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Mint Restaurant at the Taj is more than Fresh
Contemporary Indian Restaurant at Cape Town’s Taj Hotel is casual, classy and spicy
Mint. Green, fresh, light and healthy. The informal all-day dining restaurant Mint opened in January 2010 as a part of the Taj Hotel in Cape Town, with the grand opening in late August. And yes, it uses fresh and light greens as the main colour scheme for the interior and decoration. Yet 'Mint' has a different interpretation to what is expected. Mint restaurant is situated inside the old Reserve Bank building at the entrance of St. Geroges Mall in Cape Town’s Wale Street. It sits exactly in the room where they used to mint coins. Hence the name Mint. A place with history, but still fresh.
The first thing Lize and I notice is the excellent service. Our waitress Mary Anne and manager Kerry are authentic, friendly and polite and make us feel comfortable. They know the menu very well and we follow their recommendations.
Let’s talk food, let’s talk Eastern
Since the Taj is a hotel with an authentic Indian influence, the cuisine also reflects this. Let’s describe the Mint menu as contemporary Indian cuisine with Middle Eastern and European touches. Word on the street is that Taj Cape Town’s Mint restaurant can be summed up in one word, "choice". I agree.
The choices are grand. It starts with breakfast (traditional Indian breakfasts, a broad choice of á la carte breakfasts and a buffet). The lunch and dinner menu also opts for a classic selection featuring seafood, meat and poultry grills. Also nice to know is that all meals are halaal.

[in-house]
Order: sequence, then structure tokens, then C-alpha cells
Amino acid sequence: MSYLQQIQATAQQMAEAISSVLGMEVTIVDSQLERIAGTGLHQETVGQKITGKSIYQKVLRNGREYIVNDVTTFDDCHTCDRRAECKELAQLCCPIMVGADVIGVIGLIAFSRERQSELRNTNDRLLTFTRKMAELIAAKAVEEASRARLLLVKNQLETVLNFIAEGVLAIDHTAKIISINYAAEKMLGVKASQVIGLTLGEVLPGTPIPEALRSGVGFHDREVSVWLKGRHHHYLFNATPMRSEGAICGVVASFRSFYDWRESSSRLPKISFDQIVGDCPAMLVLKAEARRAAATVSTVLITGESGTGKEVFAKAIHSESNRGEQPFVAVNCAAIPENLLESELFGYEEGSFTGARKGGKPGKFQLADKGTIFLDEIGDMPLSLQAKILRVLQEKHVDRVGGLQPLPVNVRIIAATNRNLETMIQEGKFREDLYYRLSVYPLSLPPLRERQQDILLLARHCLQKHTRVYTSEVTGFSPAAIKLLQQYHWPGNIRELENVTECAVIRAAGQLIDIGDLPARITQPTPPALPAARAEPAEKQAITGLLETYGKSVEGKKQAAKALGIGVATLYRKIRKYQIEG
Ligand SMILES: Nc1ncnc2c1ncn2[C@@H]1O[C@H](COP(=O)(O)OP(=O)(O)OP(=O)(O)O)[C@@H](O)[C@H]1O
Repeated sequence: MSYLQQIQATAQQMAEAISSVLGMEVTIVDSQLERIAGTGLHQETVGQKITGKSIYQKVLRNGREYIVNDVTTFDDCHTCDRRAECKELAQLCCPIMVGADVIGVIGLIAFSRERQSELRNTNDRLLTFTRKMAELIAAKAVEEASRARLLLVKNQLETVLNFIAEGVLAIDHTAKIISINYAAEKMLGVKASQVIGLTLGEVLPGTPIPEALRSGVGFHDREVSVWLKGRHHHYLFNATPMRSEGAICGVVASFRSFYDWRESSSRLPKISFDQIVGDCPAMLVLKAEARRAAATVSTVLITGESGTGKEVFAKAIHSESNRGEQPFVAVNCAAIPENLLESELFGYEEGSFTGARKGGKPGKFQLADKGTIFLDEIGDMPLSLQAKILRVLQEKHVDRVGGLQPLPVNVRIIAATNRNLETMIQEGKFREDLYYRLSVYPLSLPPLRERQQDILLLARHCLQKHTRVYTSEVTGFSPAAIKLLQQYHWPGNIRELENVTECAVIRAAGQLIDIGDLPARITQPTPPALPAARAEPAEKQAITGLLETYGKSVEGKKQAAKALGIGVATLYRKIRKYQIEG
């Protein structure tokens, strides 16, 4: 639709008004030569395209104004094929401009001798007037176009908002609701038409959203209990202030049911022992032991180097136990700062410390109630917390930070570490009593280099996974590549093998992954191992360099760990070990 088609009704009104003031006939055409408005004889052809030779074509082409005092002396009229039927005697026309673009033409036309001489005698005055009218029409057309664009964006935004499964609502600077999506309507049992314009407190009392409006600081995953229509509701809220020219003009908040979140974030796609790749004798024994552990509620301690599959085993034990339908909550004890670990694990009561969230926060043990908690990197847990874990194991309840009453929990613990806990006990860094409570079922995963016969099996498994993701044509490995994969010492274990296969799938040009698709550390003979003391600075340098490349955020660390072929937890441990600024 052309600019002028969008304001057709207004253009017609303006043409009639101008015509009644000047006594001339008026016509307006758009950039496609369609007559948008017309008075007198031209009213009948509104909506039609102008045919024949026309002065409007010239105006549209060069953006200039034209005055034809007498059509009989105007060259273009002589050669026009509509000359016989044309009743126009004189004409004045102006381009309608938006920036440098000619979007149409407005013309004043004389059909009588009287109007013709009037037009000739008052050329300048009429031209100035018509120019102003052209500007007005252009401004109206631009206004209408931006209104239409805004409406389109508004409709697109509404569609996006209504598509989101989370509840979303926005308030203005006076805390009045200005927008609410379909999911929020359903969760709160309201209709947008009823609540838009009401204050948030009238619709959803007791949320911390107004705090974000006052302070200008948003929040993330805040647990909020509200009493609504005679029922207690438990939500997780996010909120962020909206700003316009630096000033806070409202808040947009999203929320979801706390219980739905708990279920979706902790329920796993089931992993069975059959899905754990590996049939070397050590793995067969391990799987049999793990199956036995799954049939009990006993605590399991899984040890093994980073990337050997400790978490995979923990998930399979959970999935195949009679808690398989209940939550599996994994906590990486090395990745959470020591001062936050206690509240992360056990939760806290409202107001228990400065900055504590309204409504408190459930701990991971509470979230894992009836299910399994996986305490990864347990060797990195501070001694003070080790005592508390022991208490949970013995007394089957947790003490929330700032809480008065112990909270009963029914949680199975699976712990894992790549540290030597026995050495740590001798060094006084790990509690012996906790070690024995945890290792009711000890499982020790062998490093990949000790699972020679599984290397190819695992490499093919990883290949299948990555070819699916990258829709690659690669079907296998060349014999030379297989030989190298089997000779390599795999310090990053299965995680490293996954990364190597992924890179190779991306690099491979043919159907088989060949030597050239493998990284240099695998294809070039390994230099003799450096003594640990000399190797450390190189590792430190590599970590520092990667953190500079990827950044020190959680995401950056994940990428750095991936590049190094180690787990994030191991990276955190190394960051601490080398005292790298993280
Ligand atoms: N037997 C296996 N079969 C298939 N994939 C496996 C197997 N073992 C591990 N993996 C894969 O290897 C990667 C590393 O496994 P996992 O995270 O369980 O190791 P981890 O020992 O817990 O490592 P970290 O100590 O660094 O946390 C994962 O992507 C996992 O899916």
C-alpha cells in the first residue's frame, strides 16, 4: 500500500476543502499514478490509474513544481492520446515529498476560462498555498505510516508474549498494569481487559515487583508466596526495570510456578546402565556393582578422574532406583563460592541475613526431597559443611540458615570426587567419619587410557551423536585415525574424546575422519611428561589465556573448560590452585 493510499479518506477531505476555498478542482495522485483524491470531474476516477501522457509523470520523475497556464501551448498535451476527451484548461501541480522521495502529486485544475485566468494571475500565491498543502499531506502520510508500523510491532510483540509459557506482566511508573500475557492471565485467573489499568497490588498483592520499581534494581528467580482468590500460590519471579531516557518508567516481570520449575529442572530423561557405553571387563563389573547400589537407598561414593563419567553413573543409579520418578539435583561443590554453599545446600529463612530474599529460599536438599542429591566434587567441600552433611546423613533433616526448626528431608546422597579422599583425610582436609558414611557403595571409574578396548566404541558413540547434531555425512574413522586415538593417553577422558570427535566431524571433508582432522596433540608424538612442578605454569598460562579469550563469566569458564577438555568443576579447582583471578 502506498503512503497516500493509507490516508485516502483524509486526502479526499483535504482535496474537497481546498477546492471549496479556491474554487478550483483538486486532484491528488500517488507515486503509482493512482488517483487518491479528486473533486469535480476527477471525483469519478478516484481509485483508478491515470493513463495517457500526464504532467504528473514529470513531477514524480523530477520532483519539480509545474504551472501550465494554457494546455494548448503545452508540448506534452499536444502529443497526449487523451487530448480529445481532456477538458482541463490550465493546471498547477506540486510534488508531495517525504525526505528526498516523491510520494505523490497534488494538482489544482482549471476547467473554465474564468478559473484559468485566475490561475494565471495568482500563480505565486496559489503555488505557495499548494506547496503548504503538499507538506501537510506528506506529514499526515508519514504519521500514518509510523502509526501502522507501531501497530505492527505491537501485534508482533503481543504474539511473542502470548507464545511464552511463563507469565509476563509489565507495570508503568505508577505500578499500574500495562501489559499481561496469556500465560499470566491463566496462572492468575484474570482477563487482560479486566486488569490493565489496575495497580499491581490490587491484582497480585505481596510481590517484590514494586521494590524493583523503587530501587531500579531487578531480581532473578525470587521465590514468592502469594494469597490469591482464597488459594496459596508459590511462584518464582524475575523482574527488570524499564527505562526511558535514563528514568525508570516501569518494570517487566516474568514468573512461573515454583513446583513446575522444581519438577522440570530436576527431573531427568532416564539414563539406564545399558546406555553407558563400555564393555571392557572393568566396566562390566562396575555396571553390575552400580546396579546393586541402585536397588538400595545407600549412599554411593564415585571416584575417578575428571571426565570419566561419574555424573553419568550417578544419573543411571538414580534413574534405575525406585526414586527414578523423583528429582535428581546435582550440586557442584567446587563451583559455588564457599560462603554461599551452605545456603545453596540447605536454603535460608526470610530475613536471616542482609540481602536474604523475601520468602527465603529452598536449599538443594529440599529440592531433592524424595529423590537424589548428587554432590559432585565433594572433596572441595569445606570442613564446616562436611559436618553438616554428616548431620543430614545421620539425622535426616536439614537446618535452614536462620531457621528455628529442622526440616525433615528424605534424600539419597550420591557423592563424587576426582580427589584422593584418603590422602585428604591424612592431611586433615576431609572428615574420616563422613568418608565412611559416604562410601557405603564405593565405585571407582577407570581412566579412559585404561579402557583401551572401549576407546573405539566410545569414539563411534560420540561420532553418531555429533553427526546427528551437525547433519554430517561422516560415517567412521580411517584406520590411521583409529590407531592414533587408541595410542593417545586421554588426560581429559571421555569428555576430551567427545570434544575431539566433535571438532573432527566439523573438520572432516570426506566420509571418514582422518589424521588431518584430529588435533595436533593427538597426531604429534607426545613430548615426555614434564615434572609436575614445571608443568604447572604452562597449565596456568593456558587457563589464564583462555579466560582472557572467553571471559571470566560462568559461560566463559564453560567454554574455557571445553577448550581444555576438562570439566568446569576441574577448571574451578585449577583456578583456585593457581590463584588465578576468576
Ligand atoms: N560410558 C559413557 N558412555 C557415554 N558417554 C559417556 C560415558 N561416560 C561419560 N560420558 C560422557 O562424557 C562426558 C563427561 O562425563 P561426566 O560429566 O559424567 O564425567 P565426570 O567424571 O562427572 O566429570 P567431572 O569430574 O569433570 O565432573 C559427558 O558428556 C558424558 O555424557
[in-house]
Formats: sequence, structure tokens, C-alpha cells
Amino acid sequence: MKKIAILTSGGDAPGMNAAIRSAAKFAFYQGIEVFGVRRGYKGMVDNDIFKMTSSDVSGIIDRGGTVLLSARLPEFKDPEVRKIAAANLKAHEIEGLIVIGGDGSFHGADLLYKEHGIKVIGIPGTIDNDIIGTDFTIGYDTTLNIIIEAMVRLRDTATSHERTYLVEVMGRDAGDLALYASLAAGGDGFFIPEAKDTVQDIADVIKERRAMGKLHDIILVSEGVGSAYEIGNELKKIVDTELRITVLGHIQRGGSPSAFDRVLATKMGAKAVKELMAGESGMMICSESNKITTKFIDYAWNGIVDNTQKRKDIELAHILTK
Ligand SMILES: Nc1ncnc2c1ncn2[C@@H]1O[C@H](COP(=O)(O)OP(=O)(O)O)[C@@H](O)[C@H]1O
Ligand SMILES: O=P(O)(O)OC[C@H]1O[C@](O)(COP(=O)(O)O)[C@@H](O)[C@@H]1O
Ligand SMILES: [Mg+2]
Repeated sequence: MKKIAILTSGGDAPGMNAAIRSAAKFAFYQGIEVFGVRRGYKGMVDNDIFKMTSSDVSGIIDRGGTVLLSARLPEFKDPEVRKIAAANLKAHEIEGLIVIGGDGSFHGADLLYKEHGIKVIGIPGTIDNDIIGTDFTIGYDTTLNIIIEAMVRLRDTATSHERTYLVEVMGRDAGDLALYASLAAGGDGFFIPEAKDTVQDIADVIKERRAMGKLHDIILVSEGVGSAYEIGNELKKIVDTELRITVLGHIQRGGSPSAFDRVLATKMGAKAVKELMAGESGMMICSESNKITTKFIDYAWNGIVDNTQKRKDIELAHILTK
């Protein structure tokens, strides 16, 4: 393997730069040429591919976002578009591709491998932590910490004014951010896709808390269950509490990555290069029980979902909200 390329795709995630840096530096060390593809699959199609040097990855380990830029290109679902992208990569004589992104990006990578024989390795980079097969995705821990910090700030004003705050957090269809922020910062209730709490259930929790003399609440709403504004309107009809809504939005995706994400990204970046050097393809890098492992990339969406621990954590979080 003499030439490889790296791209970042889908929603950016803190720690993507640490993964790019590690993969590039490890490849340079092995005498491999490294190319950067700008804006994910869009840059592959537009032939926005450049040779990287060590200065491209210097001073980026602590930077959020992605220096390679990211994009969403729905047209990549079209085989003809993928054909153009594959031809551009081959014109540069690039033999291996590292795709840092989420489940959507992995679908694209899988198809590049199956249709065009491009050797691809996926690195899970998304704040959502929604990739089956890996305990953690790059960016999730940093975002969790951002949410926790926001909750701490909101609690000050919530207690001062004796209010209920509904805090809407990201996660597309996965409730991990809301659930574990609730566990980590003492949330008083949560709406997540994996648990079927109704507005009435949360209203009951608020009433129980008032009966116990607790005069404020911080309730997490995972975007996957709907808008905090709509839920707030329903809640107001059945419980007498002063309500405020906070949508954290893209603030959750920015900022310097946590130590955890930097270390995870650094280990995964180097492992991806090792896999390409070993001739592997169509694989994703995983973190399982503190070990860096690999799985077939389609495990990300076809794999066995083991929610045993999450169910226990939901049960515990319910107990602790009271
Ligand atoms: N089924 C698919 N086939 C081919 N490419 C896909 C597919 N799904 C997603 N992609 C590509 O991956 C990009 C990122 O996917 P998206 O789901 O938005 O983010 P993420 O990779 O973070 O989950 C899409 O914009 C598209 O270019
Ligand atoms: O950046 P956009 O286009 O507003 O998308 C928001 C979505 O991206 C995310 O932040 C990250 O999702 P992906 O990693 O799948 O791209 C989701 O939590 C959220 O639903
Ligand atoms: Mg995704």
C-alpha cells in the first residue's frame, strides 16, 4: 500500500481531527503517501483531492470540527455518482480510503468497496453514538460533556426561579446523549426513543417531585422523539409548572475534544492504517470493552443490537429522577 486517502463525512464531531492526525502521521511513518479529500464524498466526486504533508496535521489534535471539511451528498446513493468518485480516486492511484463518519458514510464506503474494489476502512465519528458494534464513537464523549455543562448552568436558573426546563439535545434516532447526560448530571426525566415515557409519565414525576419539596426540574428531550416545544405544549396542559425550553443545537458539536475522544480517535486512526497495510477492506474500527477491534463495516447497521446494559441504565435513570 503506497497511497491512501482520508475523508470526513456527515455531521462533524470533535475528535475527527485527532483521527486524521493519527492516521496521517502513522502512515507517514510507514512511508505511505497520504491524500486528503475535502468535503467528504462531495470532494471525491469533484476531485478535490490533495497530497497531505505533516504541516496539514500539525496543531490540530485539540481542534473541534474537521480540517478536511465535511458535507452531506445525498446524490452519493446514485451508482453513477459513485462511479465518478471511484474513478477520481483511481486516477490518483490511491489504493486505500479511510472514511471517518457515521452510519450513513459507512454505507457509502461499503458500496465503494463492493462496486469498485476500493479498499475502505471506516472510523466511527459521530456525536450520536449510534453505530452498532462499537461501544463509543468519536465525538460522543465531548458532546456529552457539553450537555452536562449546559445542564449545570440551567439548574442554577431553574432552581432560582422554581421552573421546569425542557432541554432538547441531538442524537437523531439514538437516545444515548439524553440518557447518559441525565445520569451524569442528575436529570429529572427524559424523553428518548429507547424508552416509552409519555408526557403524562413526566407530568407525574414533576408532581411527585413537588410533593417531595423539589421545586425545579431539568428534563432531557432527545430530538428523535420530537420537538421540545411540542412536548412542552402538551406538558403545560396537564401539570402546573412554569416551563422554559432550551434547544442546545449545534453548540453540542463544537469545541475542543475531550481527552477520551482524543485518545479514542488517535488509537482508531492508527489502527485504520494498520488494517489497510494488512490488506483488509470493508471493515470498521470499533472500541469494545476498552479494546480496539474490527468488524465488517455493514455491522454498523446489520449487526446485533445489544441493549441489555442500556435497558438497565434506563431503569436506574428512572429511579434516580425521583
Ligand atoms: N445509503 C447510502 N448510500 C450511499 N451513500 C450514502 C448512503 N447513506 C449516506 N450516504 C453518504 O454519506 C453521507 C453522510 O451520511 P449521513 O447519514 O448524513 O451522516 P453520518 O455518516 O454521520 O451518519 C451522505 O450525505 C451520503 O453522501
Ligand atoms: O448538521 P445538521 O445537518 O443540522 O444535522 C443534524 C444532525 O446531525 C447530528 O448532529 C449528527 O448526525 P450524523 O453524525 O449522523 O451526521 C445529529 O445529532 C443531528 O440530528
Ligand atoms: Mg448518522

They use interesting and specialised ingredients at Mint, such as, well, mint. Just kidding, but don’t be surprised if you find things on the menu you never heard of next to truffle oil and enoki-essence (don’t worry, the waiters can answer all your questions well).
My colleague Lize and I are at Mint for lunch. For starters we have the Epice Chicken (R65) – what a lovely spicy start. Chicken pieces with Asian spices, lemon and a chive cream dip, nicely presented and a good starter portion to share. Finger food with a kick.
For mains I decide on the Aged 'Karan' Fillet (R160), which is the signature dish of Mint. The Fillet is beautifully presented with Alba Truffle, Enoki (mushroom) essence, tiny Chanterelles and Hon-Shimeji (Japanese mushrooms) – a gift for the eye. A tip from the chef: have the fillet with a glass of Saxenburg Shiraz SSS. Lize opts for the Murg Makhani Curry (R110), chicken in a creamy spiced tomato sauce with Naan bread. Definitely the option for curry lovers – very very spicy and indulgent. The real deal.
They also keeps kids in mind, so you will also find a typical kids menu with macaroni and cheese, tomato cream soup, grilled cheese sandwich, fish fingers and french fries from R50-R65. Don’t forget to have a look at the kiddies dessert menu. The Banana Split is a lovely reminder of the good old days. We decide on a couple of desserts from the main menu and are overwhelmed by the home made caramel ice-cream served with the finest chocolate fondant.